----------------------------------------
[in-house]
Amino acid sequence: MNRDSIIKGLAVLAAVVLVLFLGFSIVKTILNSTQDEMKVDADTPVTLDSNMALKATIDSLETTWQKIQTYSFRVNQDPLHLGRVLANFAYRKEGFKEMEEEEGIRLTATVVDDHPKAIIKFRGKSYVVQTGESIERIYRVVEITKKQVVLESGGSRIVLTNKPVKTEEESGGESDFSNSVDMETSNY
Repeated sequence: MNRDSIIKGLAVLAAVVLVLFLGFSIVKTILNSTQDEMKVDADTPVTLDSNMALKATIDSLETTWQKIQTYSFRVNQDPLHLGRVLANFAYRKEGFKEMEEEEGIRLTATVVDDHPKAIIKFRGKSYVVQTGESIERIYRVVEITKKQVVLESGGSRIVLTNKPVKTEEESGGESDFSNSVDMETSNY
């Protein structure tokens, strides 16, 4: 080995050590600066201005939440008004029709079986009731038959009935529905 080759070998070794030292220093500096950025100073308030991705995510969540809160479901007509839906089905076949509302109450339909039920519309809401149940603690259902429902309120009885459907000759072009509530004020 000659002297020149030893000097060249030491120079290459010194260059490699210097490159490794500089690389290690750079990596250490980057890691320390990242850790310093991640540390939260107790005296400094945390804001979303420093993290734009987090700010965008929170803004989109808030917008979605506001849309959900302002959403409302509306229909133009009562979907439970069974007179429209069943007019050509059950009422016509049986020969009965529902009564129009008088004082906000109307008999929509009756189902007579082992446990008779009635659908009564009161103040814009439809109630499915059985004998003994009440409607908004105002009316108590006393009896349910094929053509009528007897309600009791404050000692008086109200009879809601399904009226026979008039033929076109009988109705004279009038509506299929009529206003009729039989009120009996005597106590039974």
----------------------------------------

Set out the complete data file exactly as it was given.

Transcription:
[in-house]
Amino acid sequence: MNRDSIIKGLAVLAAVVLVLFLGFSIVKTILNSTQDEMKVDADTPVTLDSNMALKATIDSLETTWQKIQTYSFRVNQDPLHLGRVLANFAYRKEGFKEMEEEEGIRLTATVVDDHPKAIIKFRGKSYVVQTGESIERIYRVVEITKKQVVLESGGSRIVLTNKPVKTEEESGGESDFSNSVDMETSNY
Repeated sequence: MNRDSIIKGLAVLAAVVLVLFLGFSIVKTILNSTQDEMKVDADTPVTLDSNMALKATIDSLETTWQKIQTYSFRVNQDPLHLGRVLANFAYRKEGFKEMEEEEGIRLTATVVDDHPKAIIKFRGKSYVVQTGESIERIYRVVEITKKQVVLESGGSRIVLTNKPVKTEEESGGESDFSNSVDMETSNY
């Protein structure tokens, strides 16, 4: 080995050590600066201005939440008004029709079986009731038959009935529905 080759070998070794030292220093500096950025100073308030991705995510969540809160479901007509839906089905076949509302109450339909039920519309809401149940603690259902429902309120009885459907000759072009509530004020 000659002297020149030893000097060249030491120079290459010194260059490699210097490159490794500089690389290690750079990596250490980057890691320390990242850790310093991640540390939260107790005296400094945390804001979303420093993290734009987090700010965008929170803004989109808030917008979605506001849309959900302002959403409302509306229909133009009562979907439970069974007179429209069943007019050509059950009422016509049986020969009965529902009564129009008088004082906000109307008999929509009756189902007579082992446990008779009635659908009564009161103040814009439809109630499915059985004998003994009440409607908004105002009316108590006393009896349910094929053509009528007897309600009791404050000692008086109200009879809601399904009226026979008039033929076109009988109705004279009038509506299929009529206003009729039989009120009996005597106590039974």